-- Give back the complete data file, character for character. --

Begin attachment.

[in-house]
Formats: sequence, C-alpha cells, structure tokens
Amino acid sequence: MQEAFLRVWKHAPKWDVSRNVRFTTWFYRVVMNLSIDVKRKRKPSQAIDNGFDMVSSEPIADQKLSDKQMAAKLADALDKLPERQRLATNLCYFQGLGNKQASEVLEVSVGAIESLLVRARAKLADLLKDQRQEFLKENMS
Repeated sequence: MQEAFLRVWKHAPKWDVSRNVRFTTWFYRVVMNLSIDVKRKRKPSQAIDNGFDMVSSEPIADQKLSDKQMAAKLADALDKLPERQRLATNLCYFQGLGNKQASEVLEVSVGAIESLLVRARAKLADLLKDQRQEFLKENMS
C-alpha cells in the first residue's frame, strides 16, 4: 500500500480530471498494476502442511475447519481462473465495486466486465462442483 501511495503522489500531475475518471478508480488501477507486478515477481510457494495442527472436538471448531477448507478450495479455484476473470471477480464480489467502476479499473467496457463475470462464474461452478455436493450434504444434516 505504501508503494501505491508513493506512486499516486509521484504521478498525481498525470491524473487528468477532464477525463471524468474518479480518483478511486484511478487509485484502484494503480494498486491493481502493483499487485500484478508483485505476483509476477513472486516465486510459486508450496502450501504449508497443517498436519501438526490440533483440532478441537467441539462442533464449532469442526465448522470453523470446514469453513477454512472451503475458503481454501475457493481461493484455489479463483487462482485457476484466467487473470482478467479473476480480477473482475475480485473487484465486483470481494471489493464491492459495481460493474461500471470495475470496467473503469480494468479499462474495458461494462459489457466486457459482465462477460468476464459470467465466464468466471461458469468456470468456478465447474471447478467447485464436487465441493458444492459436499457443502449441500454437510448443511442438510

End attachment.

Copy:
[in-house]
Formats: sequence, C-alpha cells, structure tokens
Amino acid sequence: MQEAFLRVWKHAPKWDVSRNVRFTTWFYRVVMNLSIDVKRKRKPSQAIDNGFDMVSSEPIADQKLSDKQMAAKLADALDKLPERQRLATNLCYFQGLGNKQASEVLEVSVGAIESLLVRARAKLADLLKDQRQEFLKENMS
Repeated sequence: MQEAFLRVWKHAPKWDVSRNVRFTTWFYRVVMNLSIDVKRKRKPSQAIDNGFDMVSSEPIADQKLSDKQMAAKLADALDKLPERQRLATNLCYFQGLGNKQASEVLEVSVGAIESLLVRARAKLADLLKDQRQEFLKENMS
C-alpha cells in the first residue's frame, strides 16, 4: 500500500480530471498494476502442511475447519481462473465495486466486465462442483 501511495503522489500531475475518471478508480488501477507486478515477481510457494495442527472436538471448531477448507478450495479455484476473470471477480464480489467502476479499473467496457463475470462464474461452478455436493450434504444434516 505504501508503494501505491508513493506512486499516486509521484504521478498525481498525470491524473487528468477532464477525463471524468474518479480518483478511486484511478487509485484502484494503480494498486491493481502493483499487485500484478508483485505476483509476477513472486516465486510459486508450496502450501504449508497443517498436519501438526490440533483440532478441537467441539462442533464449532469442526465448522470453523470446514469453513477454512472451503475458503481454501475457493481461493484455489479463483487462482485457476484466467487473470482478467479473476480480477473482475475480485473487484465486483470481494471489493464491492459495481460493474461500471470495475470496467473503469480494468479499462474495458461494462459489457466486457459482465462477460468476464459470467465466464468466471461458469468456470468456478465447474471447478467447485464436487465441493458444492459436499457443502449441500454437510448443511442438510